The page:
They are have also recently made an agreement with PUC-SP to have Rice students go to Brazil for eight week Portuguese training. The idea is that they would do this in their second year. They told us that eight weeks in country is worth a year in the classroom in Texas.  They like PUC-SP because they are a reliable partner and can provide housing for the students with Brazilian families. Eight students will go from Rice this next year.  Our Rice interlocutors were very interested in FLTAs.  I promised to send more information. 

Nobel Prize ChemistryWe talked about the challenges of exchanges.  The biggest problem is course articulation, i.e. figuring out which courses at one university are equal to those of another. It I not just up to the universities in question. They have to answer to their accreditation boards. The challenge of cooperation is tough.  It is hard enough even with close partners and two-way.  It gets nearly impossible when we start talking about multilateral partnerships.

I heard again at Rice what I hear all the time. Universities are decentralized with lots of autonomous sections. The best programs are done professor to professor. These things grow organically and it takes time to build relationships.  People have to learn each other’s strengths and weakness and they have to learn to trust each other.  This produces a flexible and robust system, but not one that can be quickly scaled up.

Short term exchanges are much easier.  Students just make their own deals; actually it is usually professors who make the deals for their students.  What could be done to make things work better?  The best thing to do is to facilitate relationships thought joint projects and workshops. 

Rice professor Richard Smalley won the 1996 Nobel Prize in chemistry, shared with Rice colleague Robert F. Curl, Jr. and Sir Harold W. Kroto of Great Britain for the discovery of 60 carbon structures shaped like soccer balls, nicknamed Buckyballs. They said that these Buckyballs have application in chemistry and engineers. I don’t know about such things but it must be important. I got to hold the Nobel Prize.  It is bigger and heavier than I thought.

Rice University chow hall 

After that, it was time for lunch at the truly beautiful chow hall you see in the picture.  It as a useful and good visit that I believe will result in stronger ties between our Brazilian friends and American universities.  The relationships are up and growing.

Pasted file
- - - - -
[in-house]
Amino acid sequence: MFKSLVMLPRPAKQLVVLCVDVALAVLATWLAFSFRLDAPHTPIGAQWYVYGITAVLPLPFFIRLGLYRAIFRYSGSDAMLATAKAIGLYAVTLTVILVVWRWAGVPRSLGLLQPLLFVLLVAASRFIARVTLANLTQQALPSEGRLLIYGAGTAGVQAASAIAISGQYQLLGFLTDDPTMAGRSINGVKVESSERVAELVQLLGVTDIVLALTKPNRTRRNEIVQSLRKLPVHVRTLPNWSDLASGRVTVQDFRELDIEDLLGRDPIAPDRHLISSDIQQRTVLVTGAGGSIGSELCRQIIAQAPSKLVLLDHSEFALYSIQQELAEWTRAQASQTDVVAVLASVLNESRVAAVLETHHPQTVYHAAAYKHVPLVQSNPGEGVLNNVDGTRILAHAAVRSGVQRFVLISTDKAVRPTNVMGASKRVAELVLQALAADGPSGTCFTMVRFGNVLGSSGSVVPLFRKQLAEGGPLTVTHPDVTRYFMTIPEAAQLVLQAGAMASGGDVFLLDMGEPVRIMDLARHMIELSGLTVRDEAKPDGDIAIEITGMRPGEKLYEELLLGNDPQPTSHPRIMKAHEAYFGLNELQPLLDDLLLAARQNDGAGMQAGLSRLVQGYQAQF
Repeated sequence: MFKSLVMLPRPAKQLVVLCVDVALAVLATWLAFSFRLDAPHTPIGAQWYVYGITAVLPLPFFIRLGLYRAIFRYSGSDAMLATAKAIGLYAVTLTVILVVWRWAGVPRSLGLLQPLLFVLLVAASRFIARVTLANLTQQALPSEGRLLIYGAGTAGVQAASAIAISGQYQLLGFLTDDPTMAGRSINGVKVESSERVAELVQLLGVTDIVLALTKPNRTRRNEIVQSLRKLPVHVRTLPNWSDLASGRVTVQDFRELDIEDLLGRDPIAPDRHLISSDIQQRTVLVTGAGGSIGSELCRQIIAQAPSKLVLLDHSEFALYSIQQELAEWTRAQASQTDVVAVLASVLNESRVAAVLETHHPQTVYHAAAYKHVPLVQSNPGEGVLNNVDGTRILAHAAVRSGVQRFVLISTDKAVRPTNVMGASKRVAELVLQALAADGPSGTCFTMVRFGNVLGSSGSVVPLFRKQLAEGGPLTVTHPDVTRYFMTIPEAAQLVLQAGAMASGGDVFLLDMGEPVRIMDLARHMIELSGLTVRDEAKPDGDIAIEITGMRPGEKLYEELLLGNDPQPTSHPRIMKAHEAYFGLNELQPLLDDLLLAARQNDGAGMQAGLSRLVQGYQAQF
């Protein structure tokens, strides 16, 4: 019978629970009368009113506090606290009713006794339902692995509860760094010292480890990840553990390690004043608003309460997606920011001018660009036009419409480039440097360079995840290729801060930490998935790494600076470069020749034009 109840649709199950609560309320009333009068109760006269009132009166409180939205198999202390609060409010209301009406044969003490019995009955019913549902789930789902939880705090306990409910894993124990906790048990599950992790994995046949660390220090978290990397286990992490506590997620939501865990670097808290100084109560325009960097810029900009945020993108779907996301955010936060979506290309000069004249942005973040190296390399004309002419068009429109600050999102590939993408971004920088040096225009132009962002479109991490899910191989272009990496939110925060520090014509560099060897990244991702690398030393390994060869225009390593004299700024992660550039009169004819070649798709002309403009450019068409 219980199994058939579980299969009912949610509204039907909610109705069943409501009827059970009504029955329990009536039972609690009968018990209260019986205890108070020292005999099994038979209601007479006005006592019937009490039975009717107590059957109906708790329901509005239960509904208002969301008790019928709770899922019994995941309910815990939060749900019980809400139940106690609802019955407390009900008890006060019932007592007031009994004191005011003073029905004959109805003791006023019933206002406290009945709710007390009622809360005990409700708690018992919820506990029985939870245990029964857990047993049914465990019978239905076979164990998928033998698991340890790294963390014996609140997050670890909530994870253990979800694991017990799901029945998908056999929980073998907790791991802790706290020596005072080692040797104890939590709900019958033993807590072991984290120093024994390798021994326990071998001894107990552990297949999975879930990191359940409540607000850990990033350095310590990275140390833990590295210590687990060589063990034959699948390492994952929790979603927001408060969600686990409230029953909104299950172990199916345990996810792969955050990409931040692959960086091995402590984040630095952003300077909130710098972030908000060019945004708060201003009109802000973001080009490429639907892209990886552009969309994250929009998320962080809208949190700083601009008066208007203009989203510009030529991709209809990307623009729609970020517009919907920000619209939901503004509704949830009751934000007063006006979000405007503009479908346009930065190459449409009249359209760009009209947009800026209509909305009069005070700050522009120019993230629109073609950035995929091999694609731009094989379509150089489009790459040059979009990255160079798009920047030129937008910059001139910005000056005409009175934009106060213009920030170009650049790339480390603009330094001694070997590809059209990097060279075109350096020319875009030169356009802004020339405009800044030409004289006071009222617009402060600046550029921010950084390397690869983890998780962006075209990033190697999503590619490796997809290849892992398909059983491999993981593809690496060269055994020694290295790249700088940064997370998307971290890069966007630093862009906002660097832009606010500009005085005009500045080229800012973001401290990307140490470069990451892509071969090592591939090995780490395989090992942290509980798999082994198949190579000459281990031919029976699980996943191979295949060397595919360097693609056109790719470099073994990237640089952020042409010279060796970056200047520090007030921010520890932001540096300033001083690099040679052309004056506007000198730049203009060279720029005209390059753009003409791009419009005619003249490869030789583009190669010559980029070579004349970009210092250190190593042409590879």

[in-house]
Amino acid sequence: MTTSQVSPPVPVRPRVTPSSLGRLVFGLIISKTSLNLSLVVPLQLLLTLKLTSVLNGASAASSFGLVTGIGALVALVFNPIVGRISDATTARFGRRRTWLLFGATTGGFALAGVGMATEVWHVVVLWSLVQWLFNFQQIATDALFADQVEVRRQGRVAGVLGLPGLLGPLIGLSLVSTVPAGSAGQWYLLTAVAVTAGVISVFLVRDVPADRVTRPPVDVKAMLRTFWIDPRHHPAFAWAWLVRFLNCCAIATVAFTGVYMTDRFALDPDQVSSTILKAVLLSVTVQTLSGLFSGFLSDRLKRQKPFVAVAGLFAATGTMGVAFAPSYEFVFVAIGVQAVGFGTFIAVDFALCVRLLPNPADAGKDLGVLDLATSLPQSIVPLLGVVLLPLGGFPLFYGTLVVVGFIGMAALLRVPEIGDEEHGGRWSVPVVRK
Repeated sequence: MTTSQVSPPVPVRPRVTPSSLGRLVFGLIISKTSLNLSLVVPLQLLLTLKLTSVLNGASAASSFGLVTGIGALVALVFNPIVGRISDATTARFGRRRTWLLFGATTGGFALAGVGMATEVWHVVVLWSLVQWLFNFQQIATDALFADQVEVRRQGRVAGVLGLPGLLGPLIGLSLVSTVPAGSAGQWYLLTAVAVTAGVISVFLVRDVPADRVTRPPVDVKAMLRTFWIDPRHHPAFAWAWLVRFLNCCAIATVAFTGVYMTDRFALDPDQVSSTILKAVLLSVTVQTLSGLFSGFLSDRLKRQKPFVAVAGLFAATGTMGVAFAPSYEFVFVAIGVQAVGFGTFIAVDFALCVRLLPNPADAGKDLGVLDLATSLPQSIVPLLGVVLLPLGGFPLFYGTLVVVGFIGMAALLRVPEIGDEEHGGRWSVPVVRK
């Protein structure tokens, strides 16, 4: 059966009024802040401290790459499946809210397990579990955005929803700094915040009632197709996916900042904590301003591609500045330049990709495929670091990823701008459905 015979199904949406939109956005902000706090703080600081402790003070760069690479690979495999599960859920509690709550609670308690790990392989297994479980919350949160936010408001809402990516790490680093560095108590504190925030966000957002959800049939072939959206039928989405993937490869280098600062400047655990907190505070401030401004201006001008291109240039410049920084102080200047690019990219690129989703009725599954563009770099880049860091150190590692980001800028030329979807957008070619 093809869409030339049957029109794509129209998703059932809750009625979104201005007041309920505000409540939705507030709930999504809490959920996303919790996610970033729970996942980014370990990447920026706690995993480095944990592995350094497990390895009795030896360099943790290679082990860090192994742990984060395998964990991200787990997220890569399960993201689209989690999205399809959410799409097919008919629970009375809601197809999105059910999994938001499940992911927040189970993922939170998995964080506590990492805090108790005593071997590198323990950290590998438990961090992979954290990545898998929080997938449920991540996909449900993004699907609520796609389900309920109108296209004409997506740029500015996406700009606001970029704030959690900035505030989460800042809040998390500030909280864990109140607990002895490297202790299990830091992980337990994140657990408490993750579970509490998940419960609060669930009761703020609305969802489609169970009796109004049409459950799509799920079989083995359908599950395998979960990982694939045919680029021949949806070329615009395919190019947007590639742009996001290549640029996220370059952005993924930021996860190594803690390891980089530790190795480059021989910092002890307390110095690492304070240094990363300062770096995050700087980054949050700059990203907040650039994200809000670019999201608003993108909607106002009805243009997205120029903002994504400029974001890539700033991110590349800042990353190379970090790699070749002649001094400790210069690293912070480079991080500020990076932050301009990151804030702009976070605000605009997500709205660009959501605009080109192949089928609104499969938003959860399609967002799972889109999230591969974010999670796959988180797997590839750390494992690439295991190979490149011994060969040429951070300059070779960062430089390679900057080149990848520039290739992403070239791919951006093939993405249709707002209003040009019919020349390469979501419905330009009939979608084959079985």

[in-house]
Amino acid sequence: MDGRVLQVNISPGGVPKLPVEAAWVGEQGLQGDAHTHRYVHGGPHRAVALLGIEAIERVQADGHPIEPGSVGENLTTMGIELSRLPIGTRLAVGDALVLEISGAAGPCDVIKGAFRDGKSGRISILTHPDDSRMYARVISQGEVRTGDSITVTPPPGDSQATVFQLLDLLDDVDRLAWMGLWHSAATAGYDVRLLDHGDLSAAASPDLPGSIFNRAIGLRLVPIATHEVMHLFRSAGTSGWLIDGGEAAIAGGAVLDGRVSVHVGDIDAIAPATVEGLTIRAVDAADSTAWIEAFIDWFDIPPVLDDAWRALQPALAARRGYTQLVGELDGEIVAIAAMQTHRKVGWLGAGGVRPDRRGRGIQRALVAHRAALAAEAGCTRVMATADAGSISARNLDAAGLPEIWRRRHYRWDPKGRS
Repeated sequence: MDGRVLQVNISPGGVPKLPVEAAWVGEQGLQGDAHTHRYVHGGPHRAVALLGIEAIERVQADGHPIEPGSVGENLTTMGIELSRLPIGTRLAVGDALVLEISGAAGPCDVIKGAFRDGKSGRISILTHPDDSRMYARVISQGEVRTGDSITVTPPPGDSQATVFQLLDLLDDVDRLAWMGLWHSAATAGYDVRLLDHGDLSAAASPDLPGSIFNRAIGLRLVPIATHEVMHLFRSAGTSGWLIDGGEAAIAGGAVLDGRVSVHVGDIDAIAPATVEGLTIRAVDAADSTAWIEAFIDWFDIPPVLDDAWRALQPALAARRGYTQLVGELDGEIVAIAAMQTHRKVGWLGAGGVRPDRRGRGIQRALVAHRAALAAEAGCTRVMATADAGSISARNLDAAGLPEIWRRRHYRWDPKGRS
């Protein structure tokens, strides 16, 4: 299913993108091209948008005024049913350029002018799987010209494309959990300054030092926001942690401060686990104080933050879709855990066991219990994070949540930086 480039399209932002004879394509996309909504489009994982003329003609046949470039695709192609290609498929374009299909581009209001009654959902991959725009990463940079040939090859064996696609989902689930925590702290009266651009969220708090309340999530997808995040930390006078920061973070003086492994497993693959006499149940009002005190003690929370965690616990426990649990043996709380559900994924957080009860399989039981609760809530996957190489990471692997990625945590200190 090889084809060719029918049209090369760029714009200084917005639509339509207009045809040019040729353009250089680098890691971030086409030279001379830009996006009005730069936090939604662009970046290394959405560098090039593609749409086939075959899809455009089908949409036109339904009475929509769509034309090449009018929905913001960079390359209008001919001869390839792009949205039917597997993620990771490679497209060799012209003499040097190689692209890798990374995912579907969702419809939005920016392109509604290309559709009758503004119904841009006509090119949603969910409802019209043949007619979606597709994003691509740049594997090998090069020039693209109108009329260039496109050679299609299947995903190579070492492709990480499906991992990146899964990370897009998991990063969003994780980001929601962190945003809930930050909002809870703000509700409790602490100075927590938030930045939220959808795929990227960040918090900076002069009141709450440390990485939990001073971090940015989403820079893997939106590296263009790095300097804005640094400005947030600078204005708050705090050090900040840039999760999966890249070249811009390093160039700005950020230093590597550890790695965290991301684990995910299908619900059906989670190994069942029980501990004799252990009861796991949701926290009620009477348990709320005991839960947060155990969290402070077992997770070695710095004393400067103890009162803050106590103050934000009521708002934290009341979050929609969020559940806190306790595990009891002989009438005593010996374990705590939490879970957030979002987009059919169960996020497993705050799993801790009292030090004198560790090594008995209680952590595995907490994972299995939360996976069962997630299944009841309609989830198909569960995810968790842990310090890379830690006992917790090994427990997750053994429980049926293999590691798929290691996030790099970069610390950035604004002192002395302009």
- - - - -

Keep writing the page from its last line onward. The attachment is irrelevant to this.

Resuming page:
October 30, 2012

Internships for Science w/o Borders

AmCham pannel 

I spoke at an AmCham sponsored meeting in São Paulo that brought together American firms in order to talk about connecting internships at their firms with Science w/o Borders students.  Also on the panel were Jorge Guimarães from CAPES, Glaucius Olivia from CNPq, Allen Goodman from IIE, Nelson Fujimoto from MDIC & Luiz Loureiro from Fulbright.  

The representatives of the firms (around sixty were there) seemed interested in the internship possibilities. The idea is that they get to test drive the best and the brightest while they are in the U.S. and then they can use them when they come back to Brazil.  In talking to them after the meeting, I learned that the major challenges will be logistics and communication.  They have some communications/coordination disconnections between U.S. headquarters and their Brazilian operations.  Even when everybody agrees, things don’t always work perfectly.  But the goodwill was there.

Glaucius discussed the successes already manifest in the program.  He mentioned the good results of going overseas to learn a generation ago in relation to aerospace, oil & gas and agriculture.  He also shared a recently developed program that plots each of the SwB participants on Google Earth.  When you click on the point, you are shown information about the student, including resume and interests.  This should greatly facilitate the placement of interns, as firms can rapidly identify potential candidates and find contact information.

May 25, 2012

Community Colleges in Texas

Houston Community College 

Community colleges are one of the great innovations in education. I wrote about them in an earlier post.  While in Texas I took the opportunity to visit community colleges in Houston and San Antonio. Both are working on programs in Brazil.


Houston Community College, Jackson Community College (MI), and Red Rocks Community College (CO) are cooperating in the US-Brazil Connect consortium.  They will send a group of students to Salvador, Bahia next month to tutor in English.  Brazilians are expected to come to these schools in the U.S. this fall.  Read more about it here.  I know our Brazilian friends are enthusiastic about preparing their workforce to the needs of today and this will be well received.  Meanwhile, our American community colleges can deepen their international profiles, a win/win.   I told the Director of International Initiatives at HCC, that we would visit the students in Salvador, either I will do it myself or ask our colleagues in Rio to do it.   It will be good to see what is happening and maybe we can be helpful.  I also met the woman who will actually lead the group in Brazil.

Houston Light rail 

The next day, I drove to San Antonio to visit Alamo College.  I became familiar with Alamo last year when we helped a group of student from Rio Grande do Sul get visas for an exchange with Alamo. 

Houston Downtown